A great post from Alice of Hot Take English, hopefully re-starting the once numerous and always popular TEFLtastic guest posts.
For a lot of English language teachers, the mere thought of teaching a so-called “controversial” discussion topic in class is enough to send them scampering out of the classroom faster than you can say “productive skills”. If you’re one of those teachers, you’re certainly not wrong to assume that teaching these types of topics to a group of mixed age and nationality students is going to require a bit of prudence. Indeed, if we were to follow some of the lesson ideas that can be found online about teaching controversial topics, then we can guarantee you will find yourself in some deep pedagogical waters.
A quick Google will provide you with a multitude of pages providing long lists of debate topics and little else in the way of lesson planning and preparation. I will not forget my shock at coming across a photocopiable worksheet book in a language school I once worked at, that suggested getting students to discuss questions like, “Does it matter if your teacher or doctor is gay?”, “Would you feel uncomfortable if you sat next to a transsexual [sic]?”, “Does torture happen in your country? Is it always wrong?” or, “What would you do if someone with HIV moved in next door to you?”
Whilst I admit there were days when the ‘print-off-and-go’ element of that book at times tempted me (especially on busy teaching days), I just couldn’t bring myself to use it – how could I guarantee that my students didn’t have direct experience with these topics and wouldn’t find them distressing to talk about in such a way? I believe we have a duty of care to our students, and the ESL classroom should not be a place that causes emotional harm.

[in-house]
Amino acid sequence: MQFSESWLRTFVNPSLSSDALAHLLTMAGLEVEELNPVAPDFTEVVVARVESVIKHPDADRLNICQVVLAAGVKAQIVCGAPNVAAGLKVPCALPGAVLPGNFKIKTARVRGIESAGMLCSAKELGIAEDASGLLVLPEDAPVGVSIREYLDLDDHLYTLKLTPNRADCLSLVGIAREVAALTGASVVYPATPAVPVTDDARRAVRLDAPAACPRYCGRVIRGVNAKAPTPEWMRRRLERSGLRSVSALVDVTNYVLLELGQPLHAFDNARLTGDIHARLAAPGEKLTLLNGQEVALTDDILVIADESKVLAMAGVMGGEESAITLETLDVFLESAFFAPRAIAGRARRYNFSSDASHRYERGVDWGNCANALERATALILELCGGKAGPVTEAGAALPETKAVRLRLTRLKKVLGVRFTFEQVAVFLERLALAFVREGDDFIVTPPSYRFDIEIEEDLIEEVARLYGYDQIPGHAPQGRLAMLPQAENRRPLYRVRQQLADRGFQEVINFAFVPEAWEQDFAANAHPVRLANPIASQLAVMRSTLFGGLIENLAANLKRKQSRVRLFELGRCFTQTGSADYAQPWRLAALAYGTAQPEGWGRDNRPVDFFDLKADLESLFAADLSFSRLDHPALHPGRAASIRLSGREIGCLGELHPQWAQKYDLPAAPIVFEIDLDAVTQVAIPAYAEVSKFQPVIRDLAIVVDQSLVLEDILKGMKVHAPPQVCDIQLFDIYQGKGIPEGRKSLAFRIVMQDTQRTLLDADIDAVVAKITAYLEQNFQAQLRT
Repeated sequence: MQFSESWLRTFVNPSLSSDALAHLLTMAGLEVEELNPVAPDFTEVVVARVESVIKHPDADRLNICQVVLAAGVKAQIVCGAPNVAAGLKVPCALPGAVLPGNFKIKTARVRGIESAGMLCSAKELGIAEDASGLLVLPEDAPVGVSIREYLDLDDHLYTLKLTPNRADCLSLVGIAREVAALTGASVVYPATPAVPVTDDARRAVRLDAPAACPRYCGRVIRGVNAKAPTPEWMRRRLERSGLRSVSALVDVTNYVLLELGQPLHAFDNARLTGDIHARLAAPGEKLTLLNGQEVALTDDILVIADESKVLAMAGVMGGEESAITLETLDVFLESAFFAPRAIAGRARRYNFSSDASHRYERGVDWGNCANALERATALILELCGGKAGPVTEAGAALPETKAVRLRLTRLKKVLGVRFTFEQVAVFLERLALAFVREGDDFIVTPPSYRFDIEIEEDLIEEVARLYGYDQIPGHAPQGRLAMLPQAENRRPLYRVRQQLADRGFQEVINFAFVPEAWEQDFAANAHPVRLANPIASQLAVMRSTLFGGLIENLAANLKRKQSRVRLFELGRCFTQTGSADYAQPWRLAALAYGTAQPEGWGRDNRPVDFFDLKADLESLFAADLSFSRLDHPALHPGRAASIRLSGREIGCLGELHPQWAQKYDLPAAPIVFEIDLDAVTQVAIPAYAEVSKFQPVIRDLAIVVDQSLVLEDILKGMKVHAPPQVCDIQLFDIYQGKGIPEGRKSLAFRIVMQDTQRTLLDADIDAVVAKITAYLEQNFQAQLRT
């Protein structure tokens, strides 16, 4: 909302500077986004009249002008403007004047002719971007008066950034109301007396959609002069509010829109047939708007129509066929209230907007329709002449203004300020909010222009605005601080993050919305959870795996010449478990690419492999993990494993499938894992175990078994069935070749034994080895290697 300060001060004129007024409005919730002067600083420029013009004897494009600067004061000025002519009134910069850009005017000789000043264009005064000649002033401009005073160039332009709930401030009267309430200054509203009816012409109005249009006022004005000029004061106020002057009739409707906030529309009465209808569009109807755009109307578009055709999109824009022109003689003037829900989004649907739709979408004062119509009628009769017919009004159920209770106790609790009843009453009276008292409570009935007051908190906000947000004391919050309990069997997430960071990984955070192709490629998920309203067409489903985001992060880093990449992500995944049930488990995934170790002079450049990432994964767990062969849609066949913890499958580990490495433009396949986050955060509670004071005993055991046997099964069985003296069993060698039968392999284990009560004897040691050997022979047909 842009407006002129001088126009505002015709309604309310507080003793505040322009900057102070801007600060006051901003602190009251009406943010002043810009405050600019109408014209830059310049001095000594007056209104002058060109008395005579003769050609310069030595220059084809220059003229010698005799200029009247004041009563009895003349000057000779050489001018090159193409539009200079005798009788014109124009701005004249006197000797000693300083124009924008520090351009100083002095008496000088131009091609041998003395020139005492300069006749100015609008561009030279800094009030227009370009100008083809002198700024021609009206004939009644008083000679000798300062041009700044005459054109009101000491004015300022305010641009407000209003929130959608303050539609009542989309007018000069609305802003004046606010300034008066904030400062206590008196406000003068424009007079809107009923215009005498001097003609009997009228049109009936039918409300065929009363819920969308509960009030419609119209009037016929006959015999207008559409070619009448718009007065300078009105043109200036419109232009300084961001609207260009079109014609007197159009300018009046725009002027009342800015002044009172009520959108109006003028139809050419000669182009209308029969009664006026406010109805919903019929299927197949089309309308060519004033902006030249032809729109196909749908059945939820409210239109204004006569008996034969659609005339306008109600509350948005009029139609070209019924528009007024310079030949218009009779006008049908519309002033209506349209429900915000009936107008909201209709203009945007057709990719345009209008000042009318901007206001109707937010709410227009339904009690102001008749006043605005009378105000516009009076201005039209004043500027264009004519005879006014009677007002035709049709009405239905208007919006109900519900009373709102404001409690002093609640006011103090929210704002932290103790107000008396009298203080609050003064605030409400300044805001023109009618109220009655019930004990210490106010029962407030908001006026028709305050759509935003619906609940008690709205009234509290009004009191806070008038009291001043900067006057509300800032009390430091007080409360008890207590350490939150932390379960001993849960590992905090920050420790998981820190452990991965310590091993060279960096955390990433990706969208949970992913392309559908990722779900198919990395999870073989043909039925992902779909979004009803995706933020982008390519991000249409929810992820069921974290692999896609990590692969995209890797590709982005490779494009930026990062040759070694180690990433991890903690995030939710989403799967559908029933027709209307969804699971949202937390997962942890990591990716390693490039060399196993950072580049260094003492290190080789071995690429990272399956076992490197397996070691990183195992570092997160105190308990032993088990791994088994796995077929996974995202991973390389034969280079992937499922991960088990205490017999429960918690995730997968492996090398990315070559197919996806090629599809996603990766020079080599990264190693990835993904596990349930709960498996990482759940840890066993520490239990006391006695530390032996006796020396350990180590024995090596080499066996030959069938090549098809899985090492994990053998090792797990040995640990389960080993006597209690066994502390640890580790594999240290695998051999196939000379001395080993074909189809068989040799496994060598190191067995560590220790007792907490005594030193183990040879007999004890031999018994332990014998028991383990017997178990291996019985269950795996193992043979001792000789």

Let’s not also forget that we are dealing with people with limited linguistic capabilities, so to throw one of these topics at them with no forethought could create an incredibly frustrating, perhaps upsetting and very disempowering learning experience. Not to mention the tears you will inevitably shed when the lesson erupts into chaos.
All that being said, using controversial topics in the classroom, when done in the right way, can create engaging and fun lessons and generate wonderfully stimulating language-learning opportunities for the students.
Most ESL students are eager to express their opinions about real life issues in English and it is our job as teachers to prepare them for the big bad world out there. Teaching these topics can also allow the class to get to know each other better and bond in a really meaningful way. It’s amazing to see quieter students come out of their shells, lose their inhibitions and express their opinions on something that they feel passionate about. I love seeing a student leave one of my lessons with a real sense of satisfaction at having overcome a big hurdle in their language-learning journey. And of course all positive learning experiences do students the world of good… since, when it comes to language learning, confidence building is 90% of the work!
The trick? Preparation!